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A Day of Mourning After the Death of Dr. King, 1968

LBJ announces that Sunday, April 7, 1968 will be a national day of mourning.

Address to the Nation Upon Proclaiming a Day of Mourning
April 5, 1968

Mr. Vice President, Mr. Speaker, Mr. Chief Justice, my fellow Americans:

Once again, the heart of America is heavy -- the spirit of America is heavy -- the spirit of America weeps -- for a tragedy that denies the very meaning of our land.

The life of a man who symbolized the freedom and faith of America has been taken. But it is the fiber and the fabric of the Republic that is being tested.

If we are to have the America that we mean to have, all men -- of all races, all regions, all religions -- must stand their ground to deny violence its victory in this sorrowful time and in all times to come.

Last evening, after receiving the terrible news of Dr. King's death, my heart went out to his family and to his people -- especially to the young Americans who, I know, just sometimes wonder if they are to be denied a fullness of life because of the color of their skin. I called the leaders of the Negro community and the white communities, the judiciary, the legislative and the executive branches of our National Government, and the leaders of our city halls throughout the Nation, throughout the night, and asked them to come here to the White House and meet with me this morning.

We have been meeting together this morning.

No word of ours -- and no words of mine -- can fill the void of the eloquent voice that has been stilled.

But this I do believe deeply:

The dream of Dr. Martin Luther King, Jr., has not died with him. Men who are white -- men who are black -- must and will now join together as never in the past to let all the forces of divisiveness know that America shall not be ruled by the bullet, but only by the ballot of free and of just men.

In these years, we have moved toward opening the way of hope and opportunity and justice in this country.

We have rolled away some of the stones of inaction, of indifference, and of injustice.

Our work is not yet done. But we have begun.

We must move with urgency, with resolve, and with new energy in the Congress, in the courts, in the White House, the statehouses and the city halls of the Nation, wherever there is leadership -- political leadership, leadership in the churches, in the homes, in the schools, in the institutions of higher learning -- until we do overcome.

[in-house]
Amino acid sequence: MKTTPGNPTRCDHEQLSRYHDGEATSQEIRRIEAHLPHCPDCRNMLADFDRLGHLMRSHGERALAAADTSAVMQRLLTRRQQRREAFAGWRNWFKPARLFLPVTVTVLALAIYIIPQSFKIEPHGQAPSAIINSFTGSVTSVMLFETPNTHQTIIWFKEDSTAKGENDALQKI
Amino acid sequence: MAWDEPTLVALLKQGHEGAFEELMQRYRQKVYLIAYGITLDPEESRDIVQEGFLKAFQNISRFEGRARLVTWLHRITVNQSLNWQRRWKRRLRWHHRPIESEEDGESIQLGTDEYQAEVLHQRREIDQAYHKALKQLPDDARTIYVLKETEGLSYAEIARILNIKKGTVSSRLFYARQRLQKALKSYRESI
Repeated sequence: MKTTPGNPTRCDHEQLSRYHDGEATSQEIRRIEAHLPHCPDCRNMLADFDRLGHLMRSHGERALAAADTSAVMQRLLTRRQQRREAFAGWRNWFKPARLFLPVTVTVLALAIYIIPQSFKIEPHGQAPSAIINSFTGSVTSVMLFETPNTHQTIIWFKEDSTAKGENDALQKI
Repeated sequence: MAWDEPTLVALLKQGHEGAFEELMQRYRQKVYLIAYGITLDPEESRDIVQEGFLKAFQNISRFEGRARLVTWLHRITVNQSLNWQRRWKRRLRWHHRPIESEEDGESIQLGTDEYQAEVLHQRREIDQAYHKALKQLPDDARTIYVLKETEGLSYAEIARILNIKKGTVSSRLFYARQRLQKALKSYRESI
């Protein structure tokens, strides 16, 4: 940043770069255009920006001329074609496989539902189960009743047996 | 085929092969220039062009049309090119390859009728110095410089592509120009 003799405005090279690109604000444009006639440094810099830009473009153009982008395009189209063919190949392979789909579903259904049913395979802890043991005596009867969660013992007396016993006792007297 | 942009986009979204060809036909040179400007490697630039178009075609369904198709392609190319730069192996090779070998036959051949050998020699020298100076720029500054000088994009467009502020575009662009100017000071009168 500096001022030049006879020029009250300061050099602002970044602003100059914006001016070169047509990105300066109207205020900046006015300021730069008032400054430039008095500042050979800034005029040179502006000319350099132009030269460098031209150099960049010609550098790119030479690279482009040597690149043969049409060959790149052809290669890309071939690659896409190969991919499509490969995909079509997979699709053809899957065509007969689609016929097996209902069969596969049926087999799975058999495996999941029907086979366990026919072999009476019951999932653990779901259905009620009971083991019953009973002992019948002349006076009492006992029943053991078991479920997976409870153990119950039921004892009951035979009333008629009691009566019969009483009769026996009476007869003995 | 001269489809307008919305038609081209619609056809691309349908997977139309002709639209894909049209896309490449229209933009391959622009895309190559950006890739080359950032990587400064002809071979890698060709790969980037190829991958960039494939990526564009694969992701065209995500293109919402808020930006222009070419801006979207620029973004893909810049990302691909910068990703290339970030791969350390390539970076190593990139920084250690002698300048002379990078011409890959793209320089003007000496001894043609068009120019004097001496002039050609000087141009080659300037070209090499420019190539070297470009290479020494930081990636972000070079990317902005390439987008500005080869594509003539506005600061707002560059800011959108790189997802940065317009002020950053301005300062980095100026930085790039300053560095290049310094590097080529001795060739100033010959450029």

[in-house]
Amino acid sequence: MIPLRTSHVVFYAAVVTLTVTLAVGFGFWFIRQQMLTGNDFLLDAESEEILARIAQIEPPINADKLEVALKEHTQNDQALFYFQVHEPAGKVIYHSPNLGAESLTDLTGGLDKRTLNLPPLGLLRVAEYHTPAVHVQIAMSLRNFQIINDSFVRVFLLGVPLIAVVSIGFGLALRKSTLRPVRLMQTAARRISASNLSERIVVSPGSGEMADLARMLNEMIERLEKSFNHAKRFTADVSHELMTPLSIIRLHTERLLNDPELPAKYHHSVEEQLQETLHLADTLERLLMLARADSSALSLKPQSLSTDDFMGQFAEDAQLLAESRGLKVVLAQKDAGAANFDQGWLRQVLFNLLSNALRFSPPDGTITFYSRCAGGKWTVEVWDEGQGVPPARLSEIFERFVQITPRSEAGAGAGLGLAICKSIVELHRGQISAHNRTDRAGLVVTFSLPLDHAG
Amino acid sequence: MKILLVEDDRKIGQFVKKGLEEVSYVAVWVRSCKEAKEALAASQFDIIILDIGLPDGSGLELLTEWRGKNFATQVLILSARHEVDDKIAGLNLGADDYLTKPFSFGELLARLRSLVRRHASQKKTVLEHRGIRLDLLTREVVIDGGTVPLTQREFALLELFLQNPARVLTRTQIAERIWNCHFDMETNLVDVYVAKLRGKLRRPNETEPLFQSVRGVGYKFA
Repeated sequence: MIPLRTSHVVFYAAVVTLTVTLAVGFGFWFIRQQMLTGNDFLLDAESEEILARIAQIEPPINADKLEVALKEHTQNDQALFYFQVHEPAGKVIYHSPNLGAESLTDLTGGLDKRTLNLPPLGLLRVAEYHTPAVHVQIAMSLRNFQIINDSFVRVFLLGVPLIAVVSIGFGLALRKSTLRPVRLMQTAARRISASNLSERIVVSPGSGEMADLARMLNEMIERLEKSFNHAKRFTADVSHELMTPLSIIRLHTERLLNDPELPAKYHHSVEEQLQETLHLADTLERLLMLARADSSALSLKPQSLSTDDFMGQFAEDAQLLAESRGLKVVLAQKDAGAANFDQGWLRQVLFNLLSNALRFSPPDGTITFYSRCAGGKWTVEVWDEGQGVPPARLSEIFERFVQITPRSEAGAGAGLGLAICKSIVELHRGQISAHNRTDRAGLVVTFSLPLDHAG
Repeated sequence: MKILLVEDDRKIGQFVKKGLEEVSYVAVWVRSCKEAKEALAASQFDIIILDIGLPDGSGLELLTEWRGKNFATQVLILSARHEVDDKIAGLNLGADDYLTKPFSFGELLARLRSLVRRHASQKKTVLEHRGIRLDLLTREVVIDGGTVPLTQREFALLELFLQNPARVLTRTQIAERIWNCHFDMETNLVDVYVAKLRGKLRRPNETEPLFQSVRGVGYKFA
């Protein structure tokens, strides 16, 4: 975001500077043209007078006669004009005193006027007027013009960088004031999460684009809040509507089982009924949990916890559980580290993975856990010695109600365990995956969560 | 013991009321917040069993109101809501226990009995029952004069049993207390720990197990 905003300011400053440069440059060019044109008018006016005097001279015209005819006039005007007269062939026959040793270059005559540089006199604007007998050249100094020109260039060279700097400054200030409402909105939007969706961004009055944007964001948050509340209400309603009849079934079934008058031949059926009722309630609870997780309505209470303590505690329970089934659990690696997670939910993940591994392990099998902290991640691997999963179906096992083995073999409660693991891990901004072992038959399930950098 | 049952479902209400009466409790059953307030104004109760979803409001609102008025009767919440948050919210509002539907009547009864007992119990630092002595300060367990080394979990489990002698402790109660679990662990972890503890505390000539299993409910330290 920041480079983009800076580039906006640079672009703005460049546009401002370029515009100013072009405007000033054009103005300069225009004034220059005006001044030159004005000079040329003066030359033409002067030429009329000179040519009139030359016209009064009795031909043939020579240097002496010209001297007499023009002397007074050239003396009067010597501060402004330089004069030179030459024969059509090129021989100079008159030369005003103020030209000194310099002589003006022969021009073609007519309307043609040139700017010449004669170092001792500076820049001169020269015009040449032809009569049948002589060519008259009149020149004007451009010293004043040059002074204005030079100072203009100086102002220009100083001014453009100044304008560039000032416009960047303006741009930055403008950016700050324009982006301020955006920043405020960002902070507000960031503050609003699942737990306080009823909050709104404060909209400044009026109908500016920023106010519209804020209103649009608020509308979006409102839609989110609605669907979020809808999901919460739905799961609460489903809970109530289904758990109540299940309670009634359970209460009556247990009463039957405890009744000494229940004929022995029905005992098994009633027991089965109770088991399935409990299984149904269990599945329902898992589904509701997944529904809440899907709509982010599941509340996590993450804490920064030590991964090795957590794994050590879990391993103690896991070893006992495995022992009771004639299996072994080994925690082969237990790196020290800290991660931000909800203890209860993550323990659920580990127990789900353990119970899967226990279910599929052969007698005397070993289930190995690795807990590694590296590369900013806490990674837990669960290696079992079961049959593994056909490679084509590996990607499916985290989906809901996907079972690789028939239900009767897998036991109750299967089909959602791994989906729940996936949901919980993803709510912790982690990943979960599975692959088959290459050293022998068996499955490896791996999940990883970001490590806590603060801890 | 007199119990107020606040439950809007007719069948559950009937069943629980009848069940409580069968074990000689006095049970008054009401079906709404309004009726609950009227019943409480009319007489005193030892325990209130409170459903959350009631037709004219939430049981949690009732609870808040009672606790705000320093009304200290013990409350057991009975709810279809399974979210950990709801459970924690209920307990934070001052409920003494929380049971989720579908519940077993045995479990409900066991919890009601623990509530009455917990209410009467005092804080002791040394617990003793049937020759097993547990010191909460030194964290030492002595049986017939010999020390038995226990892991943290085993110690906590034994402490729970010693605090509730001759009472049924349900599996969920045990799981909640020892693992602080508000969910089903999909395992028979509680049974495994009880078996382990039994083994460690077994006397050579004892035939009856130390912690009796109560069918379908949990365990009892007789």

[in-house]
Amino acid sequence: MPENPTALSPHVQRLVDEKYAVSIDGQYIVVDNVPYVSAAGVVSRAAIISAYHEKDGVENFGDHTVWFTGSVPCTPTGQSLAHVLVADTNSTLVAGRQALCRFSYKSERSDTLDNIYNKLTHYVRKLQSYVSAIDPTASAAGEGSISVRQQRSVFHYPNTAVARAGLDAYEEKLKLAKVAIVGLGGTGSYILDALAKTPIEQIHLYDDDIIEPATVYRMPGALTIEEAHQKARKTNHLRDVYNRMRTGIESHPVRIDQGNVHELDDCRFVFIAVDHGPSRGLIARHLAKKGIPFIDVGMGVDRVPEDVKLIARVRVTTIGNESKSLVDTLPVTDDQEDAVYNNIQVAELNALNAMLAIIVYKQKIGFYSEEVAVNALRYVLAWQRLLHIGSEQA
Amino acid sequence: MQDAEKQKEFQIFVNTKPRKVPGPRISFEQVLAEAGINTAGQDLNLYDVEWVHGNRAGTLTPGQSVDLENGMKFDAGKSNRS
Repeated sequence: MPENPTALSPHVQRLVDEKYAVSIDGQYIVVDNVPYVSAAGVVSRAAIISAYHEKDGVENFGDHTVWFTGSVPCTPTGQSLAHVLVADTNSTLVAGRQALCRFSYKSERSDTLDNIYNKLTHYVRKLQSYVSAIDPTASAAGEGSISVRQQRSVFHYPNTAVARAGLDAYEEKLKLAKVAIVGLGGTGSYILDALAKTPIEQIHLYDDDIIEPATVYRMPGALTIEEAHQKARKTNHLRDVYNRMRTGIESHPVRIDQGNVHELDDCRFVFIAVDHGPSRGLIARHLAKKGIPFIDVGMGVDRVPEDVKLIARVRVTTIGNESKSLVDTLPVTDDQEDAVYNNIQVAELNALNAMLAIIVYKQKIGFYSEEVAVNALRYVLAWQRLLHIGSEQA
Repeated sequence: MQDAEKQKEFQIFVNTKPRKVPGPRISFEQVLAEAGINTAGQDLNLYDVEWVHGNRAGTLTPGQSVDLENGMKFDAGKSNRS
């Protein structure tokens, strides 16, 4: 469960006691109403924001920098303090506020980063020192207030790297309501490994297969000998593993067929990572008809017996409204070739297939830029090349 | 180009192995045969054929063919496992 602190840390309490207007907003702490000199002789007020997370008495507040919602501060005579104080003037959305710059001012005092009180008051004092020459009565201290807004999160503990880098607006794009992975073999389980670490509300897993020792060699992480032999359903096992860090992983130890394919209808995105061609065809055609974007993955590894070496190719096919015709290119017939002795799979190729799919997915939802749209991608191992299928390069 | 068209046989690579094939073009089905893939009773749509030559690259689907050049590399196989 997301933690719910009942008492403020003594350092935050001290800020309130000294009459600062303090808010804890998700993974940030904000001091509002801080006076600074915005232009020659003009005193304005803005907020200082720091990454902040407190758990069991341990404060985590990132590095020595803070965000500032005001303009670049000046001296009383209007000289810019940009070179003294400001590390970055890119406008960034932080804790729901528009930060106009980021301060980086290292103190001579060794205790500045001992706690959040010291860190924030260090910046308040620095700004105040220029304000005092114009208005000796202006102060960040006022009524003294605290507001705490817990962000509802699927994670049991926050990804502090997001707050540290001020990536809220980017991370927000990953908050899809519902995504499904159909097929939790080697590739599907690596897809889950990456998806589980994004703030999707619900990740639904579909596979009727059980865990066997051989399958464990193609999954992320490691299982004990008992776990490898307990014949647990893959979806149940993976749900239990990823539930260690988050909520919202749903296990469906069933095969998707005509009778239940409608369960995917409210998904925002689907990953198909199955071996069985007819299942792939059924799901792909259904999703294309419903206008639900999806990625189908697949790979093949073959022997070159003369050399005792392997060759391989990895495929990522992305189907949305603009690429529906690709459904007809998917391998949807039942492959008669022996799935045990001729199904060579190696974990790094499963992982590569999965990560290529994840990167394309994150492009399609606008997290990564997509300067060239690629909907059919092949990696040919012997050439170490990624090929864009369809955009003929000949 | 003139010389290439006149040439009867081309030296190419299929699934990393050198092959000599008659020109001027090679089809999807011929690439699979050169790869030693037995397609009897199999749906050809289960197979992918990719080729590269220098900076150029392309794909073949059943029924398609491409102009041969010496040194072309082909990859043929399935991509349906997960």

I have asked the Speaker of the House of Representatives, the leadership of the Congress, and the Congress to receive me at the earliest possible moment. They are in adjournment over the weekend. But I would hope that could be no later than Monday evening, in the area of 9 o'clock, for the purpose of hearing the President's recommendations and the President's suggestions for action -- constructive action instead of destructive action -- in this hour of national need.

I did not understate the case last Sunday evening when I talked of the divisiveness that was tearing this nation apart. But together, a nation united, a nation caring, a nation concerned, and a nation that thinks more of the Nation's interests than we do of any individual self-interest or political interest -- that nation can and shall and will overcome.

I have issued a proclamation to the people of the United States which I shall read.

By the President of the United States of America, a Proclamation

To the People of the United States:

The heart of America grieves today. A leader of his people -- a teacher of all people -- has fallen.

Martin Luther King, Jr., has been struck down by the violence against which he preached and worked.

Yet the cause for which he struggled has not fallen. The voice that called for justice and brotherhood has been stilled -- but the quest for freedom, to which he gave eloquent expression, continues.

Men of all races, all religions, all regions must join together in this hour to deny violence its victory -- and to fulfill the vision of brotherhood that gave purpose to Martin Luther King's life and works.

Now, Therefore, I, Lyndon B. Johnson, President of the United States, do call upon all Americans to observe Sunday next, the seventh day of April, as a day of national mourning throughout the United States. In our churches, in our homes, and in our private hearts, let us resolve before God to stand against divisiveness in our country and all its consequences.

I direct that until the interment the flag of the United States shall be flown at half-staff on all buildings, grounds and naval vessels of the Federal Government in the District of Columbia and throughout the United States and its Territories and possessions.

I also direct that the flag shall be flown at half-staff for the same length of time at all United States embassies, legations, consular offices, and other facilities abroad, including all military facilities and naval vessels and stations.

In Witness Whereof, I have hereunto set my hand this fifth day of April, in the year of our Lord nineteen hundred and sixty-eight and of the Independence of the United States of America the one hundred and ninety-second.

Lyndon B. Johnson

That concludes the proclamation. Thank you, my fellow Americans.

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